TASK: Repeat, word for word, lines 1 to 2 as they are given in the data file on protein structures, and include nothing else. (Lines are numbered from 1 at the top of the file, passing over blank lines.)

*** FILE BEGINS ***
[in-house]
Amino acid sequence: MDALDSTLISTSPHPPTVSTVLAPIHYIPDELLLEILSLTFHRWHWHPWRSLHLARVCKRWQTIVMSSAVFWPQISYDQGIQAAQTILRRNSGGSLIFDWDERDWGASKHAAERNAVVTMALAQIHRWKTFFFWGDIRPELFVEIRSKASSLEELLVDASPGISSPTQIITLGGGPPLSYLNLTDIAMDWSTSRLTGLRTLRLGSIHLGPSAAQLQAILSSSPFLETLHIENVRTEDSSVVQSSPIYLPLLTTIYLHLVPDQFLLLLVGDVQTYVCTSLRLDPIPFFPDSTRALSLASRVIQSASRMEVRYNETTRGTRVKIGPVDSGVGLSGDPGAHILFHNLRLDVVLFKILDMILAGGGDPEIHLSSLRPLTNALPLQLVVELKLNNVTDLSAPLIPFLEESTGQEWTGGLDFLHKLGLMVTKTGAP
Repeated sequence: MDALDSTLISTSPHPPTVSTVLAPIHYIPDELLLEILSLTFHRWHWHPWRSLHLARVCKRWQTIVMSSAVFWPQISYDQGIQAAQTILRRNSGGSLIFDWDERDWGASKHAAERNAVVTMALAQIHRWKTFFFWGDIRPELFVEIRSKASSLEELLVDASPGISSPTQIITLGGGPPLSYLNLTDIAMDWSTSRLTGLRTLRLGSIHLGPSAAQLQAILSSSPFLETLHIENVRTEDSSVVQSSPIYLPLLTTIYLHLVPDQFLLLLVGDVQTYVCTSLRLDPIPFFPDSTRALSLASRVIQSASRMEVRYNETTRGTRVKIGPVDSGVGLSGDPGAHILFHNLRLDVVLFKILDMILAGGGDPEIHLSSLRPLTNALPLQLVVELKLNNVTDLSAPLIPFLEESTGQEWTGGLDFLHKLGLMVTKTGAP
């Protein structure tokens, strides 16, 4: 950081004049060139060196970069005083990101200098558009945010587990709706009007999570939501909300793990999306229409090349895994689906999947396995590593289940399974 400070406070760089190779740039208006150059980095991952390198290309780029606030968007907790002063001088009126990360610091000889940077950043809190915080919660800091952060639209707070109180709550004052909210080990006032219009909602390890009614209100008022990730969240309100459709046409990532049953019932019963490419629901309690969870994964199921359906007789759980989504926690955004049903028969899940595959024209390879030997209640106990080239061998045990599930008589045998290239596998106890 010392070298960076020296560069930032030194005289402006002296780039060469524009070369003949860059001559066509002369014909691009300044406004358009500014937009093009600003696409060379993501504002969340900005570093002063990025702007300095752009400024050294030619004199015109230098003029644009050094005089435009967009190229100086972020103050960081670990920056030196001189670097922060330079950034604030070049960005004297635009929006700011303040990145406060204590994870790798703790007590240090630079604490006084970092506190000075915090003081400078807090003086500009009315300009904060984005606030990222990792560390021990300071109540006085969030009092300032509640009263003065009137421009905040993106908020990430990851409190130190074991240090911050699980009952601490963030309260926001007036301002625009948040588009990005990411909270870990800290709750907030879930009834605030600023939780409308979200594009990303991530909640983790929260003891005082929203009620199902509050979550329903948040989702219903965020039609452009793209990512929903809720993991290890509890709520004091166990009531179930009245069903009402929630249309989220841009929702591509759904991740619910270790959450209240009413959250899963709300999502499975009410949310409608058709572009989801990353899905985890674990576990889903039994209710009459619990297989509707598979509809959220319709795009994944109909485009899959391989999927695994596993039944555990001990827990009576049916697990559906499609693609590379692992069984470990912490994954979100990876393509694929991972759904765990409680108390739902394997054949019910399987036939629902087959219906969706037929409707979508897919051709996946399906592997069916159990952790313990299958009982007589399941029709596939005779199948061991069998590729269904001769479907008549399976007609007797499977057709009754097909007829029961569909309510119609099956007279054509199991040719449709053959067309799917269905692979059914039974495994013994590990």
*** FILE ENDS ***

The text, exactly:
[in-house]
Amino acid sequence: MDALDSTLISTSPHPPTVSTVLAPIHYIPDELLLEILSLTFHRWHWHPWRSLHLARVCKRWQTIVMSSAVFWPQISYDQGIQAAQTILRRNSGGSLIFDWDERDWGASKHAAERNAVVTMALAQIHRWKTFFFWGDIRPELFVEIRSKASSLEELLVDASPGISSPTQIITLGGGPPLSYLNLTDIAMDWSTSRLTGLRTLRLGSIHLGPSAAQLQAILSSSPFLETLHIENVRTEDSSVVQSSPIYLPLLTTIYLHLVPDQFLLLLVGDVQTYVCTSLRLDPIPFFPDSTRALSLASRVIQSASRMEVRYNETTRGTRVKIGPVDSGVGLSGDPGAHILFHNLRLDVVLFKILDMILAGGGDPEIHLSSLRPLTNALPLQLVVELKLNNVTDLSAPLIPFLEESTGQEWTGGLDFLHKLGLMVTKTGAP